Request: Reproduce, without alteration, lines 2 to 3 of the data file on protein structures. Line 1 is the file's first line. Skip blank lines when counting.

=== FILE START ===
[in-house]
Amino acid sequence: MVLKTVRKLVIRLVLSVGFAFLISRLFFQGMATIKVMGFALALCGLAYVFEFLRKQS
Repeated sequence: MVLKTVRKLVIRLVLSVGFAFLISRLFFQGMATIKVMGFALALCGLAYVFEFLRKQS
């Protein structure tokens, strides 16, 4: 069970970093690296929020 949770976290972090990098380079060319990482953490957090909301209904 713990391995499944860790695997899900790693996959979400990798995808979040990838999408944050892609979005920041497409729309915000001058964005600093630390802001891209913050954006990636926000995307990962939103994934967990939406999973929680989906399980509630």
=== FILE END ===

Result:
Amino acid sequence: MVLKTVRKLVIRLVLSVGFAFLISRLFFQGMATIKVMGFALALCGLAYVFEFLRKQS
Repeated sequence: MVLKTVRKLVIRLVLSVGFAFLISRLFFQGMATIKVMGFALALCGLAYVFEFLRKQS